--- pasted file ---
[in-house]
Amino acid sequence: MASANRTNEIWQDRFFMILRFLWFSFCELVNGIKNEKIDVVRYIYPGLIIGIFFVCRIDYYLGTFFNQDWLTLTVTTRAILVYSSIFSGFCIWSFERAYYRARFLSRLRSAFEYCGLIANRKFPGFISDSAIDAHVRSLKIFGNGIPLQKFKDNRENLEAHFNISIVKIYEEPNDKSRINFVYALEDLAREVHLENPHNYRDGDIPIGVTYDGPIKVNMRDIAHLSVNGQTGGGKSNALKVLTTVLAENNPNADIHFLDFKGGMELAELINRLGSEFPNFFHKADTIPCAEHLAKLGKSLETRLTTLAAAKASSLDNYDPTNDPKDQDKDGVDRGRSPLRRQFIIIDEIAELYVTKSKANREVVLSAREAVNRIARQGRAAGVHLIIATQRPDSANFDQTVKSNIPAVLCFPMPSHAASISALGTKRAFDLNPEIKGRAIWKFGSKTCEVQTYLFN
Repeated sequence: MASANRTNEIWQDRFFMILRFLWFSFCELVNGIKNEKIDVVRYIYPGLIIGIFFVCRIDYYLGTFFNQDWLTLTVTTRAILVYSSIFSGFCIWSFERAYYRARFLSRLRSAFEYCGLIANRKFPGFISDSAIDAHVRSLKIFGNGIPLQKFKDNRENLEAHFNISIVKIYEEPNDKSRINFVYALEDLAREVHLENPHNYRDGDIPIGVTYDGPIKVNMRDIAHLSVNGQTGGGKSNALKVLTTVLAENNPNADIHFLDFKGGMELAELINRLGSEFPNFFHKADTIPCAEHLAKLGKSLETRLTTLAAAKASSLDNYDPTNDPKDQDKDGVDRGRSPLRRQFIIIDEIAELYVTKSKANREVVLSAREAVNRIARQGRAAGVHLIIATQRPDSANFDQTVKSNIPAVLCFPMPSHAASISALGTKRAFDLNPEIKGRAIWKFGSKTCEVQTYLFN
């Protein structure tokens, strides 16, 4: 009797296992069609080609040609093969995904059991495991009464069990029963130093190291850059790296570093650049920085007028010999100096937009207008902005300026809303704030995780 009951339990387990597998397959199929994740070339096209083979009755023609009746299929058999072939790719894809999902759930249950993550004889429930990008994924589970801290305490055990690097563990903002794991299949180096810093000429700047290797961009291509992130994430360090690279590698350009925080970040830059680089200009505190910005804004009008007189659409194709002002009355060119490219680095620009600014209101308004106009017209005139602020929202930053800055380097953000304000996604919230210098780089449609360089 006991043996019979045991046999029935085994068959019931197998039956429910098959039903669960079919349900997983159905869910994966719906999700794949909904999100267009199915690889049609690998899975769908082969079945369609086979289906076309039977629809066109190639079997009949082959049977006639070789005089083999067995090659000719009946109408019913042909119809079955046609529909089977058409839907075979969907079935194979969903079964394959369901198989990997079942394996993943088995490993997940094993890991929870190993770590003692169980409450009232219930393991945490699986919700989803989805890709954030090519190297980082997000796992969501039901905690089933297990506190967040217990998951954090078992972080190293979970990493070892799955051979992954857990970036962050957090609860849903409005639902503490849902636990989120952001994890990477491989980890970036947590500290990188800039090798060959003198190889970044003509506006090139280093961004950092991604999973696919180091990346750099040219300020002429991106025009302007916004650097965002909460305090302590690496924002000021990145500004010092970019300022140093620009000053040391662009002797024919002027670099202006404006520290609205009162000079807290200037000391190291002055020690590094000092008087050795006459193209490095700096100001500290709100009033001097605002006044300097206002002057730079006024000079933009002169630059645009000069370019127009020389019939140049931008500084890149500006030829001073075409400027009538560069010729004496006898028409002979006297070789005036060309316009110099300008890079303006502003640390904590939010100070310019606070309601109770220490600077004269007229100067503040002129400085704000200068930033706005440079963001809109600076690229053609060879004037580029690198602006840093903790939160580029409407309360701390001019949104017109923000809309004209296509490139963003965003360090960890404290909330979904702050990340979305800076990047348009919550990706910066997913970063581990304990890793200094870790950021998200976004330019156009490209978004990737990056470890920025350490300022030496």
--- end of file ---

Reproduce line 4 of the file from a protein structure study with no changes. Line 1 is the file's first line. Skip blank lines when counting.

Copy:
């Protein structure tokens, strides 16, 4: 009797296992069609080609040609093969995904059991495991009464069990029963130093190291850059790296570093650049920085007028010999100096937009207008902005300026809303704030995780 009951339990387990597998397959199929994740070339096209083979009755023609009746299929058999072939790719894809999902759930249950993550004889429930990008994924589970801290305490055990690097563990903002794991299949180096810093000429700047290797961009291509992130994430360090690279590698350009925080970040830059680089200009505190910005804004009008007189659409194709002002009355060119490219680095620009600014209101308004106009017209005139602020929202930053800055380097953000304000996604919230210098780089449609360089 006991043996019979045991046999029935085994068959019931197998039956429910098959039903669960079919349900997983159905869910994966719906999700794949909904999100267009199915690889049609690998899975769908082969079945369609086979289906076309039977629809066109190639079997009949082959049977006639070789005089083999067995090659000719009946109408019913042909119809079955046609529909089977058409839907075979969907079935194979969903079964394959369901198989990997079942394996993943088995490993997940094993890991929870190993770590003692169980409450009232219930393991945490699986919700989803989805890709954030090519190297980082997000796992969501039901905690089933297990506190967040217990998951954090078992972080190293979970990493070892799955051979992954857990970036962050957090609860849903409005639902503490849902636990989120952001994890990477491989980890970036947590500290990188800039090798060959003198190889970044003509506006090139280093961004950092991604999973696919180091990346750099040219300020002429991106025009302007916004650097965002909460305090302590690496924002000021990145500004010092970019300022140093620009000053040391662009002797024919002027670099202006404006520290609205009162000079807290200037000391190291002055020690590094000092008087050795006459193209490095700096100001500290709100009033001097605002006044300097206002002057730079006024000079933009002169630059645009000069370019127009020389019939140049931008500084890149500006030829001073075409400027009538560069010729004496006898028409002979006297070789005036060309316009110099300008890079303006502003640390904590939010100070310019606070309601109770220490600077004269007229100067503040002129400085704000200068930033706005440079963001809109600076690229053609060879004037580029690198602006840093903790939160580029409407309360701390001019949104017109923000809309004209296509490139963003965003360090960890404290909330979904702050990340979305800076990047348009919550990706910066997913970063581990304990890793200094870790950021998200976004330019156009490209978004990737990056470890920025350490300022030496």